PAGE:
​The pandemic has also accelerated the shift towards contactless traveling, with more airports harnessing the power of biometrics — such as facial recognition or fever screening — to reduce touchpoints and human contact. Similar technology can also be used to more efficiently scan physical objects, such as explosive detection. Ultimately, passengers will be able to "check-in" and go through a security screening anywhere at the airports, removing queues and bottlenecks.

Data privacy issues

​However, as pointed out in Canadian publication The Lawyer's Daily, increased use of AI and biometrics also means increased privacy concerns. For example, health and hygiene measures like digital vaccine passports also mean that airports can collect data on who has been vaccinated and the type of vaccine used.

Photo of planes at Auckland airport, New Zealand

Auckland Airport, New Zealand

Douglas Bagg

The billion-dollar question: Will we fly less?

At the end of the day, even with all these (mostly positive) changes that we've seen take shape over the past 18 months, the industry faces major uncertainty about whether air travel will ever return to the pre-COVID levels. Not only are people wary about being in crowded and closed airplanes, but the worth of long-distance business travel in particular is being questioned as many have seen that meetings can function remotely, via Zoom and other online apps.

Trying to forecast the future, experts point to the years following the 9/11 terrorist attacks as at least a partial blueprint for what a recovery might look like in the years ahead. Twenty years ago, as passenger enthusiasm for flying waned amid security fears following the attacks, airlines were forced to cancel flights and put planes into storage.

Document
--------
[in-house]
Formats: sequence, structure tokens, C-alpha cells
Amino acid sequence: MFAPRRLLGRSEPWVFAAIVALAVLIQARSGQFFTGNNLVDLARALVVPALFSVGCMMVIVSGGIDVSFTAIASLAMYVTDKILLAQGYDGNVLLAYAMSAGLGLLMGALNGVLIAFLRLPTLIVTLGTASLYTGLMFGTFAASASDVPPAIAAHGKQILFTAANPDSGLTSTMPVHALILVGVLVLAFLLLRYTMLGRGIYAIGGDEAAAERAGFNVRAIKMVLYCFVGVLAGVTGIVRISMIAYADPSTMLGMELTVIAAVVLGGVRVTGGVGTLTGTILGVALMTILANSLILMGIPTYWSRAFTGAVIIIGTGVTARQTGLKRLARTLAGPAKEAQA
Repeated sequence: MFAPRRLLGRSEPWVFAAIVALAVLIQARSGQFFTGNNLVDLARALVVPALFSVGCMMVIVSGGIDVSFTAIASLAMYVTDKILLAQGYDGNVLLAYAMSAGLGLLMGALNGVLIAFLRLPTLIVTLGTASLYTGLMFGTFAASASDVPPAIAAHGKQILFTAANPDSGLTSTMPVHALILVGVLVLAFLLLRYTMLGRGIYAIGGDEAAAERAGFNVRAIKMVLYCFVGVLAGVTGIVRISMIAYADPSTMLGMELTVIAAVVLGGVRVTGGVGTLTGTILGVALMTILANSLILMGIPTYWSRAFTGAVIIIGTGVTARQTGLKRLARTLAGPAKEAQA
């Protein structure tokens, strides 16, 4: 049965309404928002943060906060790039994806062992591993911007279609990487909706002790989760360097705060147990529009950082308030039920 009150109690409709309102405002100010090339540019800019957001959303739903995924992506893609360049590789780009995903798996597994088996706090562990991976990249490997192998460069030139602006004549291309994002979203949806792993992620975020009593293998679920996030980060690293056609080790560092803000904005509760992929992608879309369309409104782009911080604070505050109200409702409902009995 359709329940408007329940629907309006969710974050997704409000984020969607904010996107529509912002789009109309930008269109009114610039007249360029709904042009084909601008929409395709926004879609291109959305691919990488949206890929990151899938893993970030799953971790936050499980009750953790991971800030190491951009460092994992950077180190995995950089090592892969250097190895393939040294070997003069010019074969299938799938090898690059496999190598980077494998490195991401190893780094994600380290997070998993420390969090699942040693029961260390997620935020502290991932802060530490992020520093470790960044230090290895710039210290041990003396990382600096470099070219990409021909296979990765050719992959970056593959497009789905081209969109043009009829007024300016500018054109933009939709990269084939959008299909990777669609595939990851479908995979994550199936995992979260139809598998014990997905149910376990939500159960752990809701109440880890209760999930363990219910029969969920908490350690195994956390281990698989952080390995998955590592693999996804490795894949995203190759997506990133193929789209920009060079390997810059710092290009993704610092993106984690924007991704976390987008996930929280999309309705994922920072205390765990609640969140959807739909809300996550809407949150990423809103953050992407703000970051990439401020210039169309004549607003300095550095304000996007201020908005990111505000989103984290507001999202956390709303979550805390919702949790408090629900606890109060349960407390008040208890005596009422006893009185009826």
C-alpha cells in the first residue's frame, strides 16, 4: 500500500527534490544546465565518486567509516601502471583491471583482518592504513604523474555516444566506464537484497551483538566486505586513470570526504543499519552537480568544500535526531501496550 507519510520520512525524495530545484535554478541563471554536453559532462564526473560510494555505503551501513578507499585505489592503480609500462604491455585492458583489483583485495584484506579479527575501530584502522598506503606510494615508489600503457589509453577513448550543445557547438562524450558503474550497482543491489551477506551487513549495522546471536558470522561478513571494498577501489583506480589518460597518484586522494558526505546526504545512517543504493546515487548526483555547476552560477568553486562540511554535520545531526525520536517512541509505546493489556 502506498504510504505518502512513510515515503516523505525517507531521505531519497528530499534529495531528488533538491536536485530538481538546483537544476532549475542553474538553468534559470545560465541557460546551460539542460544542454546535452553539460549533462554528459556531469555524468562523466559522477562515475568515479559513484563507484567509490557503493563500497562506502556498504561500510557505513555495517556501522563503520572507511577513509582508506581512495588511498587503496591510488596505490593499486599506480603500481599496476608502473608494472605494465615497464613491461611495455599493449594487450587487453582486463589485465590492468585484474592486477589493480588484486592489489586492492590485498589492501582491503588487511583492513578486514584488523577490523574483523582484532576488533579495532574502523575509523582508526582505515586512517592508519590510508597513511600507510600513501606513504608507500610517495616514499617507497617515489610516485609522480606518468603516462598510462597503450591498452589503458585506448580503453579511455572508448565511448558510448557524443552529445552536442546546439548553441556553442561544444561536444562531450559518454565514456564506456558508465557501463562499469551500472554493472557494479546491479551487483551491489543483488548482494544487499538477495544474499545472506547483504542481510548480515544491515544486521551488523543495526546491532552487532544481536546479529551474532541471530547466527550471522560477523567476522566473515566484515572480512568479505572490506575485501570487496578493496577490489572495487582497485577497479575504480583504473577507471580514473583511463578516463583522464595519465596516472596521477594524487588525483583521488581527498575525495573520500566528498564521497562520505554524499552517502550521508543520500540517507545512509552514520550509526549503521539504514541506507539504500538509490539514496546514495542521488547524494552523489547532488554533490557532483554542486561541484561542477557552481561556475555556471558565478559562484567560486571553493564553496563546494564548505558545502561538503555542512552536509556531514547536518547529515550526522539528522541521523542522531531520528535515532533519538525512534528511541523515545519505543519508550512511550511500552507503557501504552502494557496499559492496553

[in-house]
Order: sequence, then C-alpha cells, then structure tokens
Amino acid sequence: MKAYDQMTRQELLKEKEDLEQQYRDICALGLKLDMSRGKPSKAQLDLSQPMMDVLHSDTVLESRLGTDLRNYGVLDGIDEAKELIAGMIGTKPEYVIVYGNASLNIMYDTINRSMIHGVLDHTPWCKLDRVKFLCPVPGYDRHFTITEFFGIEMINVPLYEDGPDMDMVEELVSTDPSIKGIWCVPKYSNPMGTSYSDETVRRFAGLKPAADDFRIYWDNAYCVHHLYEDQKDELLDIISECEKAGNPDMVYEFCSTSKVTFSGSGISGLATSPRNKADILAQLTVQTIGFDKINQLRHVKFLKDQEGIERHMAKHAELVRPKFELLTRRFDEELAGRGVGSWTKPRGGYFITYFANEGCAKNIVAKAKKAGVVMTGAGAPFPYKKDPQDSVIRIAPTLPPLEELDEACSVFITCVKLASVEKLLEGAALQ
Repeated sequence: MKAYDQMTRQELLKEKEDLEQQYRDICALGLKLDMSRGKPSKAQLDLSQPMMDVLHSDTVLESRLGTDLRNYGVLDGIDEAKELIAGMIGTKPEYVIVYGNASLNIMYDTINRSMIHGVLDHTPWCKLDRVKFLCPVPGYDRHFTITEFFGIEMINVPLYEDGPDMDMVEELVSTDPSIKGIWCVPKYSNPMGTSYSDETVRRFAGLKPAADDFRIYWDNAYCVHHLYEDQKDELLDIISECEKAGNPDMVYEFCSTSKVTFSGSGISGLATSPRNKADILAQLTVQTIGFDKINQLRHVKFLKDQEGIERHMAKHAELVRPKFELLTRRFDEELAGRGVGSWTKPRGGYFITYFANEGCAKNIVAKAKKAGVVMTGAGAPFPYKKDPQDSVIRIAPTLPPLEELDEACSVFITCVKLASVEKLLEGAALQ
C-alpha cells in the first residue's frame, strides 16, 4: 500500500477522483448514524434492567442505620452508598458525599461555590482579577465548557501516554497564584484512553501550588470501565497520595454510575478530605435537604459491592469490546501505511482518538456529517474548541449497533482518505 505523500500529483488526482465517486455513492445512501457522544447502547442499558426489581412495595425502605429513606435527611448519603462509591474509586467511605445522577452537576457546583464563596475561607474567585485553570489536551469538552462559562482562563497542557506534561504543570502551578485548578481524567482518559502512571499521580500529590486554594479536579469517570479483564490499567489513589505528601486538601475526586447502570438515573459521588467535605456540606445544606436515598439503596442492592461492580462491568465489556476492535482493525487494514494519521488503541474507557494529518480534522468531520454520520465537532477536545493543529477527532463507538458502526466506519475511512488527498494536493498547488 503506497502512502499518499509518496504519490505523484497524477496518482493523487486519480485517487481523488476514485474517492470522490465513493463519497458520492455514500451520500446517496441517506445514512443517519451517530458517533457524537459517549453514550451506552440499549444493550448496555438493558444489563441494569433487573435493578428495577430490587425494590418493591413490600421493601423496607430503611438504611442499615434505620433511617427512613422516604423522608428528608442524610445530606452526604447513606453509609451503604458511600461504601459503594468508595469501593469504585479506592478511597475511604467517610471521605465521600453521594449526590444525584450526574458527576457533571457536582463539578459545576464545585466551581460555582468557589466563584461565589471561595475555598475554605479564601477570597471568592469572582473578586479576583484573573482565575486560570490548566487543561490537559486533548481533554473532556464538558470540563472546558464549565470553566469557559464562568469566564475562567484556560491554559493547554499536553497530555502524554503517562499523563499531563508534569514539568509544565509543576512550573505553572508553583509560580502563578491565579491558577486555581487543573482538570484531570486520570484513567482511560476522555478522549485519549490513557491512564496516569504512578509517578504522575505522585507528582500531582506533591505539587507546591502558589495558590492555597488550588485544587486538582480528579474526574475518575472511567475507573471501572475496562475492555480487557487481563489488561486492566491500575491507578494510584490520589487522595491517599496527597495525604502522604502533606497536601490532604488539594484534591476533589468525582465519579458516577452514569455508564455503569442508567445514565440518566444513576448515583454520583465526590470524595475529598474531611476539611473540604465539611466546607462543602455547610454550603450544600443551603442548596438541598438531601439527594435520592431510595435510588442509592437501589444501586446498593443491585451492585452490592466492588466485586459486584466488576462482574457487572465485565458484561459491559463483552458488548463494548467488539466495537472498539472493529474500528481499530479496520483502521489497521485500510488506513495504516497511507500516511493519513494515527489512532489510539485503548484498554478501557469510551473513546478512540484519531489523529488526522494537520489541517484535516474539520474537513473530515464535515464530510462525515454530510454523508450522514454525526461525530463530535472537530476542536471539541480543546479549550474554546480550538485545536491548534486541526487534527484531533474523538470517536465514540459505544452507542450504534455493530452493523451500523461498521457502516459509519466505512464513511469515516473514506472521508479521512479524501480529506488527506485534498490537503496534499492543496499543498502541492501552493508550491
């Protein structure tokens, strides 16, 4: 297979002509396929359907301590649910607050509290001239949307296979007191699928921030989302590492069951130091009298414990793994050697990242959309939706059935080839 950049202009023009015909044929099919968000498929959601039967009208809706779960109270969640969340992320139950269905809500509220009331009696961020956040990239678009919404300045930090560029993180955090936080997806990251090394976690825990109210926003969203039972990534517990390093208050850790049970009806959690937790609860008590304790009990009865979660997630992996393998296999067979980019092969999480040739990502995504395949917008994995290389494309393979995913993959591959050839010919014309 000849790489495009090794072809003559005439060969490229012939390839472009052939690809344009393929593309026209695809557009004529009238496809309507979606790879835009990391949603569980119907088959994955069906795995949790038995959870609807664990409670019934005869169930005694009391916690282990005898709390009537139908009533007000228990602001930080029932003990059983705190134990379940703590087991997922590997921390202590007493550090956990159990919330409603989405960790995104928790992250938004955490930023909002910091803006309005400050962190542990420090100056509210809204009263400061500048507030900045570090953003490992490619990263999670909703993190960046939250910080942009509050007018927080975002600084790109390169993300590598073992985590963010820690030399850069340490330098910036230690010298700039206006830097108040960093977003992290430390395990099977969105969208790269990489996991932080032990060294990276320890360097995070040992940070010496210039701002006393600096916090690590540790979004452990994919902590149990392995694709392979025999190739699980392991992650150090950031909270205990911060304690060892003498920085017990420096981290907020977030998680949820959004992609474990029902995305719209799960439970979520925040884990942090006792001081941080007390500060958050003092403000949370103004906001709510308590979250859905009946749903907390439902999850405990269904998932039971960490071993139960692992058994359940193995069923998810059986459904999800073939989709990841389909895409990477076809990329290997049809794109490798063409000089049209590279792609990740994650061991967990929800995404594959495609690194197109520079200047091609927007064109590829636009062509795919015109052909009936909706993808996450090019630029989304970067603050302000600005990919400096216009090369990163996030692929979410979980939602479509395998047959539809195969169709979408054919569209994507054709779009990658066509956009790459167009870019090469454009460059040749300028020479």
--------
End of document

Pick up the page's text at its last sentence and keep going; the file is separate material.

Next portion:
40% of Swedes intend to travel less

According to McKinsey, leisure trips and visits to family and friends rebounded faster than business flights, which took four years to return to pre-crisis levels in the UK. This time too, business travel is expected to lag, with the consulting firm estimating only 80% recovery of pre-pandemic levels by 2024.

But the COVID-19 crisis also came at a time when passengers were already rethinking their travel habits due to climate concerns, while worldwide lockdowns have ushered in a new era of remote working. In Sweden, a survey by the country's largest research company shows that 40% of the population intend to travel less even after the pandemic ends. Similarly in the UK, nearly 60% of adults said during the spring they intended to fly less after being vaccinated against COVID-19 — with climate change cited as a top reason for people wanting to reduce their number of flights, according to research by the University of Bristol.

At the same time, major companies are increasingly forced to face the music of the environmental movement, with several corporations rolling out climate targets over the last few years. Today, five of the 10 biggest buyers of corporate air travel in the US are technology companies: Amazon, IBM, Google, Apple and Microsoft, according to Taipei Times, all of which have set individual targets for environmental stewardship. As such, the era of flying across the Atlantic for a two-hour executive meeting is likely in its dying days.